House team to release report on 723-acre Lewa Conservancy land dispute

More than 200 squatters are staking a claim on a 723-acre land managed by the Lewa Conservancy.

Saturday February 13 2016

 A Black rhinocerous attempts to get away from an approaching helicopter at the Lewa wildlife conservancy. The National Assembly’s Lands Committee is set to release a report on a 723-acre land dispute pitting the Lewa Conservancy and more than 200 squatters in Buuri Sub-County, Meru County. AFP PHOTO  | TONY KARUMBA

A Black rhinocerous attempts to get away from an approaching helicopter at the Lewa wildlife conservancy. The National Assembly’s Lands Committee is set to release a report on a 723-acre land dispute pitting the Lewa Conservancy and more than 200 squatters in Buuri Sub-County, Meru County. AFP PHOTO | TONY KARUMBA 

By DAVID MUCHUI
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The National Assembly’s Lands Committee is set to release a report on a 723-acre land dispute pitting the Lewa Conservancy and more than 200 squatters in Buuri Sub-County, Meru County.
About 215 families that were evicted from the land by the government in 1998 had petitioned the National Assembly through Buuri MP Kinoti Gatobu.
The squatters’ committee chairman, Joseph Mugambi, said the land that now belongs to the Livestock Department was allocated to the residents in 1991 under the watch of then ruling party Kanu leaders.
Speaking when the squatters met members of the parliamentary lands committee on Friday, Mr Mugambi said police officers later stormed the settlement before setting their houses on fire.
“Everyone was required to hold up the Kanu flag while we were being allocated the land. We have been living on the road reserves since we were evicted under the orders of a District Commissioner. We are asking the government to give us the land because it has remained idle,” Mr Mugambi said.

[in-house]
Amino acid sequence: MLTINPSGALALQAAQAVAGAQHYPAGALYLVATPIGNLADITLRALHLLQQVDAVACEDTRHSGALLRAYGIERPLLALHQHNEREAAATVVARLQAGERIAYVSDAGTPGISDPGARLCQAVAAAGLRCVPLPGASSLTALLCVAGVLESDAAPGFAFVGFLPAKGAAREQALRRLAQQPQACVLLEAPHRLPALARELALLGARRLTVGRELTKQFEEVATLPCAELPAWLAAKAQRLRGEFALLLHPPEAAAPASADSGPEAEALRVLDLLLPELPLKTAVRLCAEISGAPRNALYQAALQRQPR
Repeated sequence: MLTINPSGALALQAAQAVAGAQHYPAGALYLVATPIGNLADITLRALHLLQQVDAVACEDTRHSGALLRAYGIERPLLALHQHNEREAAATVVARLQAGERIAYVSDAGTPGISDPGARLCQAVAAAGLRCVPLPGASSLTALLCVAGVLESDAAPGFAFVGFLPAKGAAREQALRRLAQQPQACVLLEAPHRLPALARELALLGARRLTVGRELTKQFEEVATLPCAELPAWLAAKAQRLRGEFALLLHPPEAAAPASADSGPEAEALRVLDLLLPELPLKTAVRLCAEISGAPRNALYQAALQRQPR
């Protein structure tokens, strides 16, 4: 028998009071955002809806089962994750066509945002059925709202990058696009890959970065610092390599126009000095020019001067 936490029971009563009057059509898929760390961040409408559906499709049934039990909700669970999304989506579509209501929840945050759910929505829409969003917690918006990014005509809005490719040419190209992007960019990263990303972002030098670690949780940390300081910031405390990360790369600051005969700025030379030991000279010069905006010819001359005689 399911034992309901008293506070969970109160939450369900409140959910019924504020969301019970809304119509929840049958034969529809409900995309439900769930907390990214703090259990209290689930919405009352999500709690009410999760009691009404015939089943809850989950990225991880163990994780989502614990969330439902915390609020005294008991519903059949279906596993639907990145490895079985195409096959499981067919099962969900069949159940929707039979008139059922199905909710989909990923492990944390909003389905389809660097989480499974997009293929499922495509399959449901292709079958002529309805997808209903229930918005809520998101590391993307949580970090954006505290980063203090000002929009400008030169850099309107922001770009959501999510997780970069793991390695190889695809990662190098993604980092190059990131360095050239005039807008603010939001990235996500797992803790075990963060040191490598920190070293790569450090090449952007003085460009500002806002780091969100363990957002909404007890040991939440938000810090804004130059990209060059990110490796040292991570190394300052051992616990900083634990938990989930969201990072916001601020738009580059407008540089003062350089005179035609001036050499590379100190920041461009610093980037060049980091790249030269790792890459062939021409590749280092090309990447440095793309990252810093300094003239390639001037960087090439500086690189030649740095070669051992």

WILDLIFE CORRIDOR
The management of Lewa Conservancy, which covers about 65,000 hectares, has argued that the land is a wildlife corridor that links the area to the Samburu and Laikipia ecosystem.
Mr Peter Mwongera, a former councillor, told the National Assembly committee that the contested land was part of about 1,070 acres of public land in the area.
“Out of the 1,070 acres, a former deputy lands commissioner was allocated 300 acres, which he sold. Another 70 acres was left out as a water catchment area.
“The 723 acres was given to locals by former Lands minister Harvester Angaine for tobacco farming. It was later given to squatters from Meru, Turkana, Samburu and Somali communities,” Mr Mwongera said.
Mrs Asenath Murega, a squatter, said she lost all her property to a fire started by police officers.
Mr Joseph Kimathi, who was then a Kanu chairman in the area, said he was arraigned in court after the fire started by police officers burnt 800 acres of Lewa Conservancy land.
“I was charged and released on a Sh1 million bond for incitement and destruction of property. Yet it is police officers who burnt our property,” Mr Kimathi said.
VISITED THE SCENE
The committee, led by Naivasha MP John Kihagi, visited the scene before meeting the Lewa Conservancy management.
He said the committee would submit a report within three months and ensure justice is done to the squatters.
“We will work closely with the county government to resolve the matter. If there is any inappropriate gazettement we will cancel it,” Mr Kihagi said.
The National Assembly committee members included Paul Otuoma (Funyula), Benson Mbai (Masinga), Patrick Makau (Mavoko), Julius Ndegwa (Lamu West), Bernard Bett (Bomet East), Raymond Moi (Rongai), Joseph Magwanga (Kasipul), Matthew Lempurkel (Laikipia North), Mpuru Aburi (Tigania East) and nominated MP Sarah Korere.

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